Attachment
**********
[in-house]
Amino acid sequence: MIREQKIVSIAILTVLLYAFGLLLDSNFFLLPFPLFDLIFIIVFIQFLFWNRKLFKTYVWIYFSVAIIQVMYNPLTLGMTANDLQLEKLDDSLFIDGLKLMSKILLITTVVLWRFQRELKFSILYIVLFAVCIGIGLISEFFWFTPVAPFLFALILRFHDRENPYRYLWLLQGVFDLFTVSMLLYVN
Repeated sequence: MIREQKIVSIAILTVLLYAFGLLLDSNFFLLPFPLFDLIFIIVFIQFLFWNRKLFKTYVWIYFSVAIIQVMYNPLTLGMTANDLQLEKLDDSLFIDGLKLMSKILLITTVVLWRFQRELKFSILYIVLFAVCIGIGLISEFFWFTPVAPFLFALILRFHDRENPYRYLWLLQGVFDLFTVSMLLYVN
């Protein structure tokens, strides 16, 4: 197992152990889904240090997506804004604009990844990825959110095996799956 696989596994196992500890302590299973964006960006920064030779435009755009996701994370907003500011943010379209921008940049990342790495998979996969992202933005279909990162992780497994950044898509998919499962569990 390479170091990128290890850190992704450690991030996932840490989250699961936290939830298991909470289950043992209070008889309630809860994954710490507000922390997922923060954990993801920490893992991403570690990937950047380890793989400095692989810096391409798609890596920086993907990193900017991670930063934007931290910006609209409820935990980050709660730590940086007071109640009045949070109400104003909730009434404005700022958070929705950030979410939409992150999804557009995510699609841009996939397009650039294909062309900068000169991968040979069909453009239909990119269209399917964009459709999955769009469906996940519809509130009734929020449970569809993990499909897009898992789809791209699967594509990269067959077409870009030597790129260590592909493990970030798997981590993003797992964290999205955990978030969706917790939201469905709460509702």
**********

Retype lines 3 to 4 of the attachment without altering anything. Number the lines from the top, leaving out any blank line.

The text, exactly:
Repeated sequence: MIREQKIVSIAILTVLLYAFGLLLDSNFFLLPFPLFDLIFIIVFIQFLFWNRKLFKTYVWIYFSVAIIQVMYNPLTLGMTANDLQLEKLDDSLFIDGLKLMSKILLITTVVLWRFQRELKFSILYIVLFAVCIGIGLISEFFWFTPVAPFLFALILRFHDRENPYRYLWLLQGVFDLFTVSMLLYVN
């Protein structure tokens, strides 16, 4: 197992152990889904240090997506804004604009990844990825959110095996799956 696989596994196992500890302590299973964006960006920064030779435009755009996701994370907003500011943010379209921008940049990342790495998979996969992202933005279909990162992780497994950044898509998919499962569990 390479170091990128290890850190992704450690991030996932840490989250699961936290939830298991909470289950043992209070008889309630809860994954710490507000922390997922923060954990993801920490893992991403570690990937950047380890793989400095692989810096391409798609890596920086993907990193900017991670930063934007931290910006609209409820935990980050709660730590940086007071109640009045949070109400104003909730009434404005700022958070929705950030979410939409992150999804557009995510699609841009996939397009650039294909062309900068000169991968040979069909453009239909990119269209399917964009459709999955769009469906996940519809509130009734929020449970569809993990499909897009898992789809791209699967594509990269067959077409870009030597790129260590592909493990970030798997981590993003797992964290999205955990978030969706917790939201469905709460509702």